Negotiating a Rent

If you have been in the rental business for quite some time, you will know that landlords have a criteria for selecting or rejecting a prospective tenant. Every landlord wants good tenants. The word “good” refers to tenants that:

  • Always pay their rent on time.
  • Do not break the law nor bring the police to the apartment.
  • Do not cause any disturbance of peace in the neighborhood.
  • Make the property look clean, good, and nice-looking.
  • Want to stay long in the property.
  • Have good social interaction skills.

A person who has good social interaction skills usually gains friendship easily and he/she usually knows how to negotiate with the landlord. You have to negotiate rent when you want to rent an apartment, or when your lease has expired and you have to renew it.

Negotiating a Rent

Before negotiating to rent a private apartment, try to check your eligibility for rent-controlled apartment/ public housing. The government provides housing assistance for low income families. This type of housing is limited to low-income families or individuals. Your local housing authority (HA) will determine your eligibility based on:

  • Your annual gross income.
  • Your status, if you are an elderly, or a person with disability.
  • U.S. citizenship or
  • Immigrant status.

There are about 1.2 million households living in public housing managed by some 3,300 HA’s. The U.S. Department of Housing and Urban Development (HUD) administers Federal aid to local housing agencies that manage the housing for low-income residents at rents they can afford.

Housing authorities use the income limits developed by HUD. HUD sets the lower income limits at 80 percent and very low income limits at 50 percent of the median income for the county or metropolitan area in which you choose to live. Income limits vary from area to area. Negotiating a Rent

Public housing was established to provide decent and safe rental housing for eligible low-income families, the elderly, and people with disabilities. Public housing comes in all sizes and types, from scattered single family houses to high-rise apartments for elderly families.

Your application must be written clearly to enable your HA to collect the following information:

  • Names of all the persons who would be living in the unit.
  • Their gender, birthdates, and relationship to the family head.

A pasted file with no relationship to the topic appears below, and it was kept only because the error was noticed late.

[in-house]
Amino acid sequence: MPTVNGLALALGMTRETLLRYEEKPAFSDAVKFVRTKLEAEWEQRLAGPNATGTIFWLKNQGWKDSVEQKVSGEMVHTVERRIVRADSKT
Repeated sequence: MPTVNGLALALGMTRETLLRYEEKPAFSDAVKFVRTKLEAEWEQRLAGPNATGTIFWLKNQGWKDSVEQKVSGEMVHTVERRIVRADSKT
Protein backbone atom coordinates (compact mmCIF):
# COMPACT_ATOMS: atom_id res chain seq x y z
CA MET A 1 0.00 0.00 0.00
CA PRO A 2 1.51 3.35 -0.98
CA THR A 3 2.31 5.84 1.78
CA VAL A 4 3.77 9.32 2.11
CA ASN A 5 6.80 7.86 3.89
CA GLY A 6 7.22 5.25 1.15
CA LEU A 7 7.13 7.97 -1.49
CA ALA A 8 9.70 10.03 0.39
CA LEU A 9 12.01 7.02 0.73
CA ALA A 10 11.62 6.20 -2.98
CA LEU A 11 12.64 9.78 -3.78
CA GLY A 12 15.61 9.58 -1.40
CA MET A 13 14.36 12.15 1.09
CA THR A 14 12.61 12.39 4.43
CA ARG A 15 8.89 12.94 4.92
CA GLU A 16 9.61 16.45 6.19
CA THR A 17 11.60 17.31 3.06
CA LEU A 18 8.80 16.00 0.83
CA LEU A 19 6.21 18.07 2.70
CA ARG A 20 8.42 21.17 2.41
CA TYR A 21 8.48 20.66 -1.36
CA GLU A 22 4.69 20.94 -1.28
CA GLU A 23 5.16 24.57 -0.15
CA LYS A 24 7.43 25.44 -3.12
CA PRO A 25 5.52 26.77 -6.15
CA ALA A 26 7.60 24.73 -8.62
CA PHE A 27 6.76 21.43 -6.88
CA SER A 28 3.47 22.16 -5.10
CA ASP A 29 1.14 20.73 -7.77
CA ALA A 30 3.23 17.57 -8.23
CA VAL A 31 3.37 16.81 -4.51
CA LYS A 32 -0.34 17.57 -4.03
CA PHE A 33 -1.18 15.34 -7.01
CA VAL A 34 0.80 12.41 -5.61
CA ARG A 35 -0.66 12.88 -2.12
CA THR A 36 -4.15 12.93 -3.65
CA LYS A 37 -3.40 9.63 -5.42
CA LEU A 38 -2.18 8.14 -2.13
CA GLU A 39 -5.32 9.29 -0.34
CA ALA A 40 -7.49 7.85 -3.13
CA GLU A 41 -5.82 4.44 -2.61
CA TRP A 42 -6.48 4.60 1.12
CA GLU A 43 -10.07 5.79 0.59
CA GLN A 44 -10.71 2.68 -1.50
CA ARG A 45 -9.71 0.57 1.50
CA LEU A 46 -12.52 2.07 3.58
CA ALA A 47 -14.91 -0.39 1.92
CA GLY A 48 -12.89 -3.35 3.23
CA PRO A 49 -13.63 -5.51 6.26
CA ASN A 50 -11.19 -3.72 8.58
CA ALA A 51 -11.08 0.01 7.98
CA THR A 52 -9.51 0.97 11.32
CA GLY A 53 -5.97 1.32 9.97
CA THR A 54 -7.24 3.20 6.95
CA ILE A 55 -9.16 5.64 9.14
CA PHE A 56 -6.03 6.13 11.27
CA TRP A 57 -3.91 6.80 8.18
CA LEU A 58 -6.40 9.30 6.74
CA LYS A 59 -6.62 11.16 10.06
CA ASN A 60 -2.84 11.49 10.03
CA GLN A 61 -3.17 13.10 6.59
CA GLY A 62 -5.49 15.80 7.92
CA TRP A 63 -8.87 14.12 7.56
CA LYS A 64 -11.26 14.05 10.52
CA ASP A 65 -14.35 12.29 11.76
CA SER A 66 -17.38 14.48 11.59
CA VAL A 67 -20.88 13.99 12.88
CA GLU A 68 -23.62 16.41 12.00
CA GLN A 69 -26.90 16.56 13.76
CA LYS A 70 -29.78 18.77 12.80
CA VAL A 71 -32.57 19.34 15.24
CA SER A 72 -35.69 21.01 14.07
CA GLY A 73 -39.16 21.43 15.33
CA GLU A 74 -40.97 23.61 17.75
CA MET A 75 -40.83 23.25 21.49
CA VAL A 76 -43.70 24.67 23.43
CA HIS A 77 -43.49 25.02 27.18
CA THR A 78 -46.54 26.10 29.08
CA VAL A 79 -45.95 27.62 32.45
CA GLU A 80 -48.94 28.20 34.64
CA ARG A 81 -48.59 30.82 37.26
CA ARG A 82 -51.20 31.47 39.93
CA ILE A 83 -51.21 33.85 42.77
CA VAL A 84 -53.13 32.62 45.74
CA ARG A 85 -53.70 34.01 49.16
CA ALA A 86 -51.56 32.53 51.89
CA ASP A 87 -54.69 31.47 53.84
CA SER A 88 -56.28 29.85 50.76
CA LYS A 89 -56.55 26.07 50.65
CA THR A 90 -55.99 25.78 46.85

• Your present address and telephone number.
  • Family characteristics (e.g., veteran) or circumstances (e.g. living in substandard housing) that might qualify the family for tenant selection preferences.
  • Names and addresses of your current and previous landlords.
  • An estimate of your family’s anticipated income for the next 12 months, and the sources of that income.
  • Names, addresses, and contact numbers of your employers.
  • Names, addresses, and contact numbers of your banks.
  • The HA may also visit you for an interview.

Your housing authority will check your references to make sure you and your family will be good tenants. They will also check if an applicant has a record of habits or practices that could be detrimental to other tenants or the project’s environment. Such an applicant will be denied admission to any public housing.

Your HA representative will request whatever documentation is needed (e.g., birth certificates, tax returns) to verify the information given on your application. The PHA will also rely on direct verification from your employer, etc. You will be asked to sign a form to authorize release of pertinent information to the PHA.

Once approved, your name will be included in the waiting list. Once your name is reached, the HA will contact you. You will be offered a house or an apartment and if you accept it, you will have to sign a lease contract with the HA.

Please read your contract very well and understand your responsibilities as a tenant. You should also know your rights and know the responsibilities of your HA, too.